This week, I identify potential pockets of change resistance and discuss how an effective communications plan can be used to drive ERP change management to diffuse potentially fatal project resistance.
Tip #14: Change Resistors and ERP Change Management
Having completed the blueprint whitepapers, you should now have a fairly good idea of what your business’ future operating environment will look like. With this new-found clarity, it is time for you to lead your organization into the future. This stage of the implementation project is all about leadership. It is where the great project managers separate themselves from the pretenders.
To earn a spot in the “great project manager” category, you need to first secure project support from key stakeholders. If key stakeholders won’t support you or the project, you can be sure they won’t follow you down a path that they perceive to be treacherous. In fact, many resistors will hold the project back; in some cases sabotaging the project.
To secure stakeholder support, you first need to identify potential pockets of resistance. Resistance can lurk throughout all organizational ranks. Common examples include:
- A union that objects to revised job duties that fall outside of the collective agreement;
- Employees who are afraid of or do not want to learn new processes and systems;
- Managers who object to donating their “A-players” to the implementation team; and
- Executives who stand to lose performance-based incentives because of short-term disruptions caused by the implementation project.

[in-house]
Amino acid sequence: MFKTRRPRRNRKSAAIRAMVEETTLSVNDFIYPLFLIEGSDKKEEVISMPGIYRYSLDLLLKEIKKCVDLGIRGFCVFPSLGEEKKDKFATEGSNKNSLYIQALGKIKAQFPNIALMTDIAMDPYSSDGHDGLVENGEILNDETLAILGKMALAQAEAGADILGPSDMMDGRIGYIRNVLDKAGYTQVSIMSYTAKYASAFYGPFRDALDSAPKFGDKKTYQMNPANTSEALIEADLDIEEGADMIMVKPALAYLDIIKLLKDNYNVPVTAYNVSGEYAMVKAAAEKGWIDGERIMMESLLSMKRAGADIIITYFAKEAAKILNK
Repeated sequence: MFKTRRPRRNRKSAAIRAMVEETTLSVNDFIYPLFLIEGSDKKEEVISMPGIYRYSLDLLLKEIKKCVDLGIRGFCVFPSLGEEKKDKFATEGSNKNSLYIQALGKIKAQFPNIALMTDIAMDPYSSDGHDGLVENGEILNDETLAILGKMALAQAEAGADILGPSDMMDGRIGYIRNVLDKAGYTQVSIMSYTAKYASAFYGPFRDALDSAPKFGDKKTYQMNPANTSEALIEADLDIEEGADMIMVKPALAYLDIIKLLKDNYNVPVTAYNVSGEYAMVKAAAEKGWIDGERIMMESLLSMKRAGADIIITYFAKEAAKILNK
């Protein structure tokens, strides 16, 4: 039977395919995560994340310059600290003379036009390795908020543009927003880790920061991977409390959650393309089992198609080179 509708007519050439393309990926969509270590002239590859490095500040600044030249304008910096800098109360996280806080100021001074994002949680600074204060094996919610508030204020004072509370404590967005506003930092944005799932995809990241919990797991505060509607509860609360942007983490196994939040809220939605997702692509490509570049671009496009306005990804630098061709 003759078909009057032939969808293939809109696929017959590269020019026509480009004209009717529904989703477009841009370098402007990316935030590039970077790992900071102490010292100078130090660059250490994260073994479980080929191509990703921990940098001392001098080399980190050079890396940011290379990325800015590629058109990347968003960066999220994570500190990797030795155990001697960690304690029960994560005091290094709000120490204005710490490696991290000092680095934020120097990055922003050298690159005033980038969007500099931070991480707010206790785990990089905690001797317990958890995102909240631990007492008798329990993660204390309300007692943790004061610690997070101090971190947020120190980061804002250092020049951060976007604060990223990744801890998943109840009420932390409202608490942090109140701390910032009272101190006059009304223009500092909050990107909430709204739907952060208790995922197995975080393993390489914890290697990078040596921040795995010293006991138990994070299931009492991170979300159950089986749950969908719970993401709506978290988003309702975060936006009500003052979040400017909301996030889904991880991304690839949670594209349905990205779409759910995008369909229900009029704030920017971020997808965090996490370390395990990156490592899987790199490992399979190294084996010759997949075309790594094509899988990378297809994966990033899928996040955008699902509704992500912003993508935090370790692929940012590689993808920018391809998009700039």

Once potential pockets of resistance are identified, a customized ERP change management strategy must be developed to convert resistors into supporters. If conversion cannot be achieved and if the resistance is sufficiently strong, the project manager should consider the following worst-case scenario alternatives: recommending employee dismissal, recommending project termination and resigning from the project.
Oftentimes, however, resistance can be overcome. In many cases, resistance results from a fear of the unknown. As a natural defense mechanism, the human mind has a tendency to play out worst-case scenarios in circumstances of uncertainty and lack of information. A communications strategy designed to provide information and address concerns can be an effective diffuser of project resistance.
A communications strategy should be set out in a comprehensive communications plan. This plan should codify the procedures and responsibilities relating to the periodic dissemination of project-related information. Key target audiences include: project teams, employees, and external stakeholders. Examples of common communications channels include: email newsletters, press releases, meetings, town halls and analyst interviews/earnings calls. Although one-way communications are important, two-way communications also play an important role. Two-ways channels like town halls and departmental meetings open up opportunities to engage stakeholders who want their voices to be heard. Oftentimes, these stakeholders bring to light key project-based issues that may have been overlooked.
Remember: good leaders listen.
You won’t want to miss next week’s ERP implementation tip. In it, I will offer tips on how to develop a fulsome change management plan. I’ll also be discussing how to effectively train a geographically dispersed workforse in a compressed schedule.
Finally, if you have any questions about your ERP project, feel free to contact our ERP experts – they’ll be happy to help.
Good luck with your ERP implementation projects!
Your POV (post comments below)
- Where have you encountered resistance to change?
- How has change resistance jeopardized your project?
- Which ERP change management techniques have you used to overcome resistance to change?
In this series of weekly ERP project management tips, we walk you through an ERP implementation project using Pemeco’s “Milestone Deliverables” project management methodology.
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